Disentangling the relation between intentions, planning, and behaviour: A moderated mediation analysis
Wiedemann, A. U, Schuz, B., Sniehotta, F., Scholz, U. & Schwarzer, KR. (2009). Disentangling the relation between intentions, planning, and behaviour: A moderated mediation analysis. Psychology and Health,24(1), 67-79. United States of America: Brunner-Routledge. Retrieved from https://doi.org/10.1080/08870440801958214
Action planning is assumed to mediate between intentions and health behaviours. Moreover, intentions are assumed to moderate the planning-behaviour relation, because people with high intentions are more likely to enact their plans. The present studies extend these suppositions by integrating both assumptions to a novel and parsimonious model of moderated mediation: the mediation effect is hypothesised to be stronger in individuals who report higher intention levels. In two longitudinal studies on physical activity (N = 124) and interdental hygiene (N = 209), intentions and action planning were assessed at baseline, and behaviour was measured four (Study 1), and respectively, three (Study 2) months later. The moderated mediation hypothesis was tested with continuously measured intentions using regression analyses with non-parametric bootstrapping. Results from both studies suggest that levels of intentions moderate the mediation process: The strength of the mediated effect increased along with levels of intentions. Planning mediates the intention-behaviour relation, if individuals hold sufficient levels of intentions. Implications for theory advancement and intervention development are discussed.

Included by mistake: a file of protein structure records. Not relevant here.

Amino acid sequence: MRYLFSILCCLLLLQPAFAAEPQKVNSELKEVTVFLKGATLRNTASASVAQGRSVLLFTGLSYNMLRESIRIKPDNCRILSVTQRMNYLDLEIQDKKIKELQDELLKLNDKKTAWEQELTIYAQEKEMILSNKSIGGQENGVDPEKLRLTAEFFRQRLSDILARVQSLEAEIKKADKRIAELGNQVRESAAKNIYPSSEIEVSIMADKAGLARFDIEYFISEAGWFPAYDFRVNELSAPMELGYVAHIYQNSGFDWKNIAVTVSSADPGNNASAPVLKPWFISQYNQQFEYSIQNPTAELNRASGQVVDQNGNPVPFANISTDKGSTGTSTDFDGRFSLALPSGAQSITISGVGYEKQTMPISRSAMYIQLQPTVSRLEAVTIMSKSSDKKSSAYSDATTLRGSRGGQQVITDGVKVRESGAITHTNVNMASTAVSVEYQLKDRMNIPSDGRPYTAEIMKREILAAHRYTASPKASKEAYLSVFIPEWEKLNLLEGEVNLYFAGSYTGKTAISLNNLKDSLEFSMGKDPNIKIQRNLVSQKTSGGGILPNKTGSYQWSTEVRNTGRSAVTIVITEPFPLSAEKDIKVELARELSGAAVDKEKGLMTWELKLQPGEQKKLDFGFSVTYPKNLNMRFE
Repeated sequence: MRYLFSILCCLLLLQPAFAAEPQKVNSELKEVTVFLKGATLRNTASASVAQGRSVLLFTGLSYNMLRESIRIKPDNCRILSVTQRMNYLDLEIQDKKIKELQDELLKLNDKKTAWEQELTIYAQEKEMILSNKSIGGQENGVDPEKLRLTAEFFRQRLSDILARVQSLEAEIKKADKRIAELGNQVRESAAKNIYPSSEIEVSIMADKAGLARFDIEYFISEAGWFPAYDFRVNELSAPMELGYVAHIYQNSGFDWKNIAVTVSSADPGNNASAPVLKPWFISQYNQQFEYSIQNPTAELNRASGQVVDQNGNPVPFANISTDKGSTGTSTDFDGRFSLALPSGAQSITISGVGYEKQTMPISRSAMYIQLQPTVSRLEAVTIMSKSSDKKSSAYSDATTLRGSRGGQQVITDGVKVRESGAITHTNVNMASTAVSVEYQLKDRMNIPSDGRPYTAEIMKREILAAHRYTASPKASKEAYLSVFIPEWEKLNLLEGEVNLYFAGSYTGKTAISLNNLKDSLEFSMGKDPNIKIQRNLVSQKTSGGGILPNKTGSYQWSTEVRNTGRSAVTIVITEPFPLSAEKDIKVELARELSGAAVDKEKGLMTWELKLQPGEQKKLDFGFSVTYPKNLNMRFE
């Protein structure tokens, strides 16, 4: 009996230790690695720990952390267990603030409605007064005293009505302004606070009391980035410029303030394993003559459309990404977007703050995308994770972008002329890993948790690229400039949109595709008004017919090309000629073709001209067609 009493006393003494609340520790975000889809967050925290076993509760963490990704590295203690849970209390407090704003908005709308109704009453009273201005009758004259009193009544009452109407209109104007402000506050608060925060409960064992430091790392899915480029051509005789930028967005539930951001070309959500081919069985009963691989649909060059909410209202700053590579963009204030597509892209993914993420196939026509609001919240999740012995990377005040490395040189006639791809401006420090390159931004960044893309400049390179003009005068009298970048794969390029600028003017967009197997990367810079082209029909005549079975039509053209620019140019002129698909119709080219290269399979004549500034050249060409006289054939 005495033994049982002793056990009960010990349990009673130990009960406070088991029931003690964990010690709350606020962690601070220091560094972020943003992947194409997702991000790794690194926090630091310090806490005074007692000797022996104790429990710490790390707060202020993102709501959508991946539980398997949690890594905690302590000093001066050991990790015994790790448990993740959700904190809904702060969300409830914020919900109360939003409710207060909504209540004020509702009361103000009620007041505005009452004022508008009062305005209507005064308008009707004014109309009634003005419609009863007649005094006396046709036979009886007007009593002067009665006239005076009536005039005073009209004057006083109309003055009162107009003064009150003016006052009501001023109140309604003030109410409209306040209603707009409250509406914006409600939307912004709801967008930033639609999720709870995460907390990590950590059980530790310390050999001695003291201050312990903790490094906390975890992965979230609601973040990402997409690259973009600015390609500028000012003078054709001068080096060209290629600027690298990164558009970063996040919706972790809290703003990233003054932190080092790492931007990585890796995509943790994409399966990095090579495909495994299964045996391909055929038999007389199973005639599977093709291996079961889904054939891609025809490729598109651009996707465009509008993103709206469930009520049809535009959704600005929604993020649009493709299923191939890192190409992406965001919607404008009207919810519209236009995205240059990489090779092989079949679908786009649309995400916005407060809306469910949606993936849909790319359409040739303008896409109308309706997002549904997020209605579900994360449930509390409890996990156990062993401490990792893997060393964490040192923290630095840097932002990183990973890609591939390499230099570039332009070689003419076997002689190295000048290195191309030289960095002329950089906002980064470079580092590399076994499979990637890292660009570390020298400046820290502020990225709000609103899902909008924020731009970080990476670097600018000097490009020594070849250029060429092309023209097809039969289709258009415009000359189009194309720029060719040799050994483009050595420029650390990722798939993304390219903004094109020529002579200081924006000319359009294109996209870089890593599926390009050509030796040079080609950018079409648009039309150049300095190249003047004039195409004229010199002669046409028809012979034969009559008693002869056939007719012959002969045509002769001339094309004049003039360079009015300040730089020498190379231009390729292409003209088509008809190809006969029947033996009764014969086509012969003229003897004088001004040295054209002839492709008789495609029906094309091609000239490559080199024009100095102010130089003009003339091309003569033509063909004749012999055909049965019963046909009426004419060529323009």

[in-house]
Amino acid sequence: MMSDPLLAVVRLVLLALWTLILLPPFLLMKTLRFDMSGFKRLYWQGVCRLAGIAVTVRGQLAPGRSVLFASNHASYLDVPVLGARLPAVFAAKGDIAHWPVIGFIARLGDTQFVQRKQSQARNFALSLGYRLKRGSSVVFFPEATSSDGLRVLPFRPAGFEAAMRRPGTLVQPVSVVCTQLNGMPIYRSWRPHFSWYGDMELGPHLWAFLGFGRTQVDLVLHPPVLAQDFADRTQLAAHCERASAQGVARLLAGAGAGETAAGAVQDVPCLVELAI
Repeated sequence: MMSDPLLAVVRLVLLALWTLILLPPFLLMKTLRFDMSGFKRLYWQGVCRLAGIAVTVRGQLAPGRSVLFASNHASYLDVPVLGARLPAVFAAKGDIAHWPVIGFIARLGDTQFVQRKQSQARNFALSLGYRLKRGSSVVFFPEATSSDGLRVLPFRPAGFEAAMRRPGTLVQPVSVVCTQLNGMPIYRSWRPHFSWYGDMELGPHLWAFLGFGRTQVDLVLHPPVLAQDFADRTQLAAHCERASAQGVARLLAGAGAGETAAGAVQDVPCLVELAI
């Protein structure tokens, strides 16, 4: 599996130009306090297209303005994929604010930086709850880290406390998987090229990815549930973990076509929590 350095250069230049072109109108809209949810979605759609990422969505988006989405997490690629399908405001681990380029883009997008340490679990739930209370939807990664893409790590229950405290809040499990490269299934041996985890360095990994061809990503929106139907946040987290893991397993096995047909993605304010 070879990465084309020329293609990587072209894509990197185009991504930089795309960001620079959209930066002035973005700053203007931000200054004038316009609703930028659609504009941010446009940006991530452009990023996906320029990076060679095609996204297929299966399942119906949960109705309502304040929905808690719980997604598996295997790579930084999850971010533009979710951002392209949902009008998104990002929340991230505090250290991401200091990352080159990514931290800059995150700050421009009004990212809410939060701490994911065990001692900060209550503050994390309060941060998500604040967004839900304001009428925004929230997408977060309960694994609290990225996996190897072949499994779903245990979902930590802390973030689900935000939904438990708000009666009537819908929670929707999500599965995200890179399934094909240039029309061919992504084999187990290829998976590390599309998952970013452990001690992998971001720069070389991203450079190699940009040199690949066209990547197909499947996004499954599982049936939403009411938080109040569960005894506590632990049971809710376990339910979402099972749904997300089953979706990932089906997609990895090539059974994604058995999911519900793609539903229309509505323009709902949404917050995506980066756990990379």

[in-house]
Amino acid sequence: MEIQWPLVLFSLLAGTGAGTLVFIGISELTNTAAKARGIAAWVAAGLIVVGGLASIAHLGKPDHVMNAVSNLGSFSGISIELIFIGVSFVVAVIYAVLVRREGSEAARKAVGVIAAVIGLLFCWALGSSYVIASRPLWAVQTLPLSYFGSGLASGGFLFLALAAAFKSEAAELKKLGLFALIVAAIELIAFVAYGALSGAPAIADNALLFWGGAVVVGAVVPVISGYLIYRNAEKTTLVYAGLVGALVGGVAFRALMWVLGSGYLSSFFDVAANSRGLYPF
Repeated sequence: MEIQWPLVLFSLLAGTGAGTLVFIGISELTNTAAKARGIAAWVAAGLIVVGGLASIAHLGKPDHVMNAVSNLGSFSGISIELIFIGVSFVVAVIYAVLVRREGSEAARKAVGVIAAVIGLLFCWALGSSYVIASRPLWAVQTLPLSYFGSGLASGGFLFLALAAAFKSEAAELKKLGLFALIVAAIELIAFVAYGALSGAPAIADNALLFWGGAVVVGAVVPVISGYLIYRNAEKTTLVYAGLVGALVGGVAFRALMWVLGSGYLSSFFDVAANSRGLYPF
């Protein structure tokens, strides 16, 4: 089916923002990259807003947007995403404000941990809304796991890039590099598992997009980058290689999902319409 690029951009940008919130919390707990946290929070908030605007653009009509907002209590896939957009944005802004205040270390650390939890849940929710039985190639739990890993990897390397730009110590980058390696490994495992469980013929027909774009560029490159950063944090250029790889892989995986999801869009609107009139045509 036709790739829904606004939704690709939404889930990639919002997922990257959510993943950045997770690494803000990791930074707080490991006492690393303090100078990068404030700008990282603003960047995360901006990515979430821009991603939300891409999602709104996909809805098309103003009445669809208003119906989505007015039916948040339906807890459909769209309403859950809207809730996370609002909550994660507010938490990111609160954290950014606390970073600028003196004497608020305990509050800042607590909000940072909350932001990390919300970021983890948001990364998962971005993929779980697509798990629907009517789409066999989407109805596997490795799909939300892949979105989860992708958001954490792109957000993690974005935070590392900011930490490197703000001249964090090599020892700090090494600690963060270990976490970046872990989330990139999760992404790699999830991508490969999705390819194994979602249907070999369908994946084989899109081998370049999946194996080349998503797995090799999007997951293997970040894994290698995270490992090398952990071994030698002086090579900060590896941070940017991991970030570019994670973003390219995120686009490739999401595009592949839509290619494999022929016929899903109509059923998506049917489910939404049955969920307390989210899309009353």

Institute for Positive Psychology and Education